Tag Archive | Review

Review: ‘Hall of Heroes: A Fellowship of Fantasy Anthology’

Hall of Heroes: A Fellowship of Fantasy Anthology by [Burke, H. L., VanArendonk Baugh, Laura, Zaplendam, Page, Ippolito, Janeen, Dearen, Tamie, Fugett, Deanna, Ashwood, Sarah, Luke, Frank B., Daigle, Arthur, Silverberry, A. R., E. Kaiser Writes, A. J. Bakke, Dianne Astle, RJ Conte, D. W. Frauenfelder, Laura Matthias Bendoly, J. Philip Horne, Julie C. Gilbert, Karin Di Havin, Lea Doué, Katy Huth Jones, David Millican, Jessica L. Elliott ]

Publisher: CreateSpace Independent Publishing Platform

Publication Date: 21 Jun. 2017

I.S.B.N.: 978-1548275334

Format: EBook or Paperback

Price: £0.00 (Ebook); £12.57 (Paperback)

 

Blurb

Twenty-Seven Thrilling Tales from Amazing Fantasy Authors!

Whether they are unwitting, plucky, or just plain epic, heroes capture the imagination and rescue us from everyday life. With stories set in fantastic, magical realms, gritty urban landscapes, and fairytale kingdoms, our heroes stand fast as defenders of good. Struggling against evil governments, wicked demi-gods, wrathful nature, supernatural con-men, and their own insecurities, each must find the strength to triumph and the will to persevere.

In the second anthology from the Fellowship of Fantasy, twenty-three authors explore the theme of heroes, covering genres ranging from steampunk and fairytale to urban and Arthurian. These are the heroes you’ve been waiting for.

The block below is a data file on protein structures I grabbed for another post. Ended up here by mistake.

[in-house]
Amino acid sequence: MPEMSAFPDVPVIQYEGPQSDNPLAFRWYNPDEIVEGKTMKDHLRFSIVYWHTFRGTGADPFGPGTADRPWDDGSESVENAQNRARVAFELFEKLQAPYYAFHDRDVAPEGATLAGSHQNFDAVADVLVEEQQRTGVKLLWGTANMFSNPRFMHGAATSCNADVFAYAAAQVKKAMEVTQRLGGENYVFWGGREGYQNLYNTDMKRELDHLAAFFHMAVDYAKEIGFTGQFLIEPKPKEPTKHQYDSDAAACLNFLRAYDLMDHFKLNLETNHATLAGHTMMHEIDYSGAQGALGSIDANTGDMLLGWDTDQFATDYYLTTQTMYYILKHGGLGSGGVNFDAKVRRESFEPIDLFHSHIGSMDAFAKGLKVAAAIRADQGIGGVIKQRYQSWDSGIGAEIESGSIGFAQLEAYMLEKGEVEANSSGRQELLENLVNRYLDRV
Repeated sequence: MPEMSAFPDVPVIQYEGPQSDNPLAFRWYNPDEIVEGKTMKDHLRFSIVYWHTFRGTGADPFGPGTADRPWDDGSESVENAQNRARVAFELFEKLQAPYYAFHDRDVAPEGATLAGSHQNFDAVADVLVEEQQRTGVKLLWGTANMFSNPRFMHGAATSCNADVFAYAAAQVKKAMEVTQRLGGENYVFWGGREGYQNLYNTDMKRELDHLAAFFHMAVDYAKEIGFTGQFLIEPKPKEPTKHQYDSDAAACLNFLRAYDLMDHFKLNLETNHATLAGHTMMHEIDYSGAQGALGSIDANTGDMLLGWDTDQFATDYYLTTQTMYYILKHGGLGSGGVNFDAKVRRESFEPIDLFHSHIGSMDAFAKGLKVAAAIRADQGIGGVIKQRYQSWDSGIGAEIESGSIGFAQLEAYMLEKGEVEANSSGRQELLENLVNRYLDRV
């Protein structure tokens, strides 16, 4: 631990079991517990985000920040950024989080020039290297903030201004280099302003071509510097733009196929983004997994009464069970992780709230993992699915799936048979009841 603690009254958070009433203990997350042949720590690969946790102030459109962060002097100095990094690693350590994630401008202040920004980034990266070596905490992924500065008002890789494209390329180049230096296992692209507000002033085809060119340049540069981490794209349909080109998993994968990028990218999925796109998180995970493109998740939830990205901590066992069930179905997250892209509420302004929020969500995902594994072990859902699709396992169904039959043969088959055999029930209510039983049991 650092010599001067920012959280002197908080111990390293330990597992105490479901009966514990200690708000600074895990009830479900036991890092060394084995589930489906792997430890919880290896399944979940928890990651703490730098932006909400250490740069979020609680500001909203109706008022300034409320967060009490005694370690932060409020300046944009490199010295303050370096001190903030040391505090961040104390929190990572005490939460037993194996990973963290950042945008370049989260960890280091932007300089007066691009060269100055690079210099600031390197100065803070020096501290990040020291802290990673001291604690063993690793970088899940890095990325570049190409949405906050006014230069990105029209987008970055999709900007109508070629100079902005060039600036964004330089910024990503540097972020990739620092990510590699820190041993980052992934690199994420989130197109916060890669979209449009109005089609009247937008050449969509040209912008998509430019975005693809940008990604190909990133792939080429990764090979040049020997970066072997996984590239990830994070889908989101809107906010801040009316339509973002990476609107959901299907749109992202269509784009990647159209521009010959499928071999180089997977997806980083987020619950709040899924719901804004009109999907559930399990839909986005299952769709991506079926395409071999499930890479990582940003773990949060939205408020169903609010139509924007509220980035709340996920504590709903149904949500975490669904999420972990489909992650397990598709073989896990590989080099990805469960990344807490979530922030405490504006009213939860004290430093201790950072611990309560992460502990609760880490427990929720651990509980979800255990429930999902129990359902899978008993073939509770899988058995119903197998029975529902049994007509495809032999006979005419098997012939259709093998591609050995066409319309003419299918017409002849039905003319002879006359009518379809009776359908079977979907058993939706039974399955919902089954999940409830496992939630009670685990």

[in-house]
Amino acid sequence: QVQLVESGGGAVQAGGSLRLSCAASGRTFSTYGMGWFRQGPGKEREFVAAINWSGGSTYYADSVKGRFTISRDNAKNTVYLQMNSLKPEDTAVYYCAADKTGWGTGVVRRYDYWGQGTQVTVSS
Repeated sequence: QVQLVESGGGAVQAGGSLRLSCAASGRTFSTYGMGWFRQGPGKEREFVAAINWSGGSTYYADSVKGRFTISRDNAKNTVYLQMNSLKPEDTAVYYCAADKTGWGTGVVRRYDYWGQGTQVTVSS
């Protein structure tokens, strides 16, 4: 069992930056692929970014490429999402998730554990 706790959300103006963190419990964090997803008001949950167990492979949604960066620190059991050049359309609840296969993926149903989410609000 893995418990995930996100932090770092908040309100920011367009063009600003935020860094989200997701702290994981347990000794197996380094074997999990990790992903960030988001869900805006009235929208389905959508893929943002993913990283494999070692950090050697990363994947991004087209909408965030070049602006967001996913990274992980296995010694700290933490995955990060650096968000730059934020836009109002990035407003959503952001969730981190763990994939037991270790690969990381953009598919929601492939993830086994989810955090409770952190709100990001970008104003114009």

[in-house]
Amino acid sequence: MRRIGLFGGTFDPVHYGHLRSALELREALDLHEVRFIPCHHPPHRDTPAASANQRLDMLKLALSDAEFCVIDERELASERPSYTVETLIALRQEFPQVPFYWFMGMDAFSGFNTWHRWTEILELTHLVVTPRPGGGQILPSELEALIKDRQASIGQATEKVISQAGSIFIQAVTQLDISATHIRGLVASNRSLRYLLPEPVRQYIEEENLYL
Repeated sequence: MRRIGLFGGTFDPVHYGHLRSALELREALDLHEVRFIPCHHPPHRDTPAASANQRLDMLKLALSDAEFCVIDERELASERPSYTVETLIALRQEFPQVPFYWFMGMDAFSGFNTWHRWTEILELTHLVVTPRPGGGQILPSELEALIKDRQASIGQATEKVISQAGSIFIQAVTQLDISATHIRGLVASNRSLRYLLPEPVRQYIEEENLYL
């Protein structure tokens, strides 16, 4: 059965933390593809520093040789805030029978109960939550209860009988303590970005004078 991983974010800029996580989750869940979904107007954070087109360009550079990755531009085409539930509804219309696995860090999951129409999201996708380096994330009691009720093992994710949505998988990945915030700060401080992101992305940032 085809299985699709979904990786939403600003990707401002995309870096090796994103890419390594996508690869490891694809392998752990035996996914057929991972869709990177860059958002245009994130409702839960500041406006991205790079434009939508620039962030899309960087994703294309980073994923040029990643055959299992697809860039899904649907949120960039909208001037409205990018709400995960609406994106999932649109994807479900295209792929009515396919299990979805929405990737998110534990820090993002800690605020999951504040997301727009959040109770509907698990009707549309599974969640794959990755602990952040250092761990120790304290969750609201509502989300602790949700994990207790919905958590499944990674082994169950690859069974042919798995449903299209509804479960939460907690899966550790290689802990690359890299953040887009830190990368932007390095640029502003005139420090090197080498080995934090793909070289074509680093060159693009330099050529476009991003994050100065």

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Review: ‘The Mask of Sanity’, by Jacob M. Appel

Published by: Permanent Press

Publication Date: 31st March 2017

I.S.B.N.: 978-1579624958

Price: $25.91

 

Blurb

On the outside, Dr. Jeremy Balint is a pillar of the community: the youngest division chief at his hospital, a model son to his elderly parents, fiercely devoted to his wife and two young daughters. On the inside, Dr. Jeremy Balint is a high-functioning sociopath–a man who truly believes himself to stand above the ethical norms of society. As long as life treats him well, Balint has no cause to harm others. When life treats him poorly, he reveals the depths of his cold-blooded depravity.

At a cultural moment when the media bombards us with images of so-called sociopaths who strive for good and criminals redeemed by repentance,The Mask of Sanity offers an antidote to implausible tales of evil gone right. In contrast to fictional predecessors like Dostoyevesky’s Raskolnikov and Camus’ Meursault, Dr. Balint is a man who already has it all –and will do everything in his power, no matter how immoral, to keep what he has.

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Review: ‘Deadly Burial;, by Jon Richter

Published By: HQ Digital

Publication Date: 1st March 2017

I.S.B.N.: 9780008219833

Format: Ebook

Price: £1.99

Blurb

A fight to the death…

When DI Chris Sigurdsson is assigned a grisly murder case on remote Salvation Island, he knows that it might be his strangest yet.

A forgotten wrestling star of the 1980s has been poisoned whilst in the ring, and amidst the slippery lies of his dangerous opponents, unravelling the victim’s murky past is almost impossible.

And as a storm threatens to cut Salvation Island off from the mainland, the race is on for Sigurdsson to find the ruthless killer before he strikes again…

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Review: ‘When Science Collapses’, by Christopher Hivner

Author website here

Publisher’s website here

Publication Date: 31st December 2016

Published By: Writing Knights Press